Biodiesel Fuels


University of Missouri, Columbia Columbia, Missouri, United States


Iowa State University Ames, Iowa, United States


University of Missouri, Columbia Columbia, Missouri, United States

olefin Any unsaturated hydrocarbon containing one or more pairs of carbon atoms linked by a double bond. triglyceride A naturally occurring ester formed from glycerol and one to three fatty acids. Triglycerides are the main constituent of vegetable and animal derived fats and oils.

The United States depends heavily on imported oil to fuel its transportation infrastructure. The use of alternative fuel derived from plant oils was examined by researchers in the mid-1970s to determine if internal combustion engines could be fueled from sources other than petroleum. The initial research on pure vegetable oils as a replacement for petroleum diesel fuel was met with mostly negative results. Researchers determined that transesterification of these plant – and animal-derived oils reduced the viscosity of the oil without any other significant changes to the oil. Since the new fuel was bio-derived and was used to fuel a diesel engine, the name ‘‘biodiesel’’ was selected to refer to the new fuel. This article focuses more specifically on how biodiesel fuel was developed, its chemical and physical properties, advantages, disadvantages, and how biodiesel is used and stored. The article concludes by reviewing the economic issues associated with its use.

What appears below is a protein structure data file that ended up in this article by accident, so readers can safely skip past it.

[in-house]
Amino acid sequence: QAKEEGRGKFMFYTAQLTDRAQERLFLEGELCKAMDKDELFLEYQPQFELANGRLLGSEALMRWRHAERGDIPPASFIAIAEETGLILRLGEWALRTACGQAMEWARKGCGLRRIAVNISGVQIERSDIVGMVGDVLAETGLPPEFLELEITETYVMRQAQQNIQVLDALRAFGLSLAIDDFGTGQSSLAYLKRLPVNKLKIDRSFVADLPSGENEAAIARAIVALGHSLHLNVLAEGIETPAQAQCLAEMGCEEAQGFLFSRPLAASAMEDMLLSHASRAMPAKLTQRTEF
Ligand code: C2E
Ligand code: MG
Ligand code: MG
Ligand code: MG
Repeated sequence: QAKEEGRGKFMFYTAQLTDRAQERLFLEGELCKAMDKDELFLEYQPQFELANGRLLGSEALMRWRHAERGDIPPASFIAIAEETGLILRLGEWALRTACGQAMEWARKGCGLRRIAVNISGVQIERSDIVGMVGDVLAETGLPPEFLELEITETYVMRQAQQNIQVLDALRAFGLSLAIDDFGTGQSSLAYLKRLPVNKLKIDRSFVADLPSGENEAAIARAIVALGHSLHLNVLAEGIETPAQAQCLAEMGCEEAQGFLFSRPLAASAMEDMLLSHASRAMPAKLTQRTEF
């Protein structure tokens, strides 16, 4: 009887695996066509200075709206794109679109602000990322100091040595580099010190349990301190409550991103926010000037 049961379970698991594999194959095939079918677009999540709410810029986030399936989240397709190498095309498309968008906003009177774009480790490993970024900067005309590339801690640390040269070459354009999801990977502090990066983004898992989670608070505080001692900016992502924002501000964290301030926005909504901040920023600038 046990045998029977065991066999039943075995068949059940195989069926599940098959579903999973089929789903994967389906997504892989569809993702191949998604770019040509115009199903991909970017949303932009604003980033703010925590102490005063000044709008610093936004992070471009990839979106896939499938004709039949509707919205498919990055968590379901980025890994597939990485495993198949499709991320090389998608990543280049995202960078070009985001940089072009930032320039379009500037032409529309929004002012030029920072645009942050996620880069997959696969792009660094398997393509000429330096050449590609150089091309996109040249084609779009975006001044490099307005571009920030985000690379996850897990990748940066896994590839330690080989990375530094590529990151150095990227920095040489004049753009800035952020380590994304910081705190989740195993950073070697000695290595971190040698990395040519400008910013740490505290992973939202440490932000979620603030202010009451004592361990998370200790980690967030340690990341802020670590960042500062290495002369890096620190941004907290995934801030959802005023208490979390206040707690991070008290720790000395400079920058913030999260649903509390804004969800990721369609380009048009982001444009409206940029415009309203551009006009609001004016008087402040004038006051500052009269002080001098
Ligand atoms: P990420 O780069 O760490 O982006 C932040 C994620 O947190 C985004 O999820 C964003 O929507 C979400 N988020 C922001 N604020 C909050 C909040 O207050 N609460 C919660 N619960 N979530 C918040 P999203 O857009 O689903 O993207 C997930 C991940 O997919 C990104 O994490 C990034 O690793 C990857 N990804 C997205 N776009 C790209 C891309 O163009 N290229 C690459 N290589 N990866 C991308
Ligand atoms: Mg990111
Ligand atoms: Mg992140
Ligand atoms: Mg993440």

1.1 What Is Biodiesel?

Biodiesel is made from a number of feedstocks including vegetable oil, tallow, lard, and waste

Подпись: CH2 - O - C - R3cooking oils (yellow grease). ‘‘Biodiesel is defined as mono-alkyl esters of long chain fatty acids derived from vegetable oils or animal fats which conform to American Society of Testing Materials (ASTM D5453) International specifications for use in diesel engines.’’ Biodiesel contains no petroleum, but it can be blended at any level with petroleum diesel to create a biodiesel blend. Feedstocks can be transes – terified to make biodiesel using an alcohol that has been mixed with a catalyst such as potassium hydroxide or sodium hydroxide. The most com­monly used alcohol for transesterification is metha­nol. Methanol reacts easily and is less expensive to use than most other alcohols.

Soybean derived biodiesel is the most commonly used biodiesel in the United States. The most commonly used feedstock for biodiesel production in Europe is rapeseed. Biodiesel is biodegradable, nontoxic, and essentially free of sulfur and aro­matics. Biodiesel is considered a renewable resource due to the fact that it is derived from products that can be grown and produced domestically.

Updated: September 29, 2015 — 8:36 pm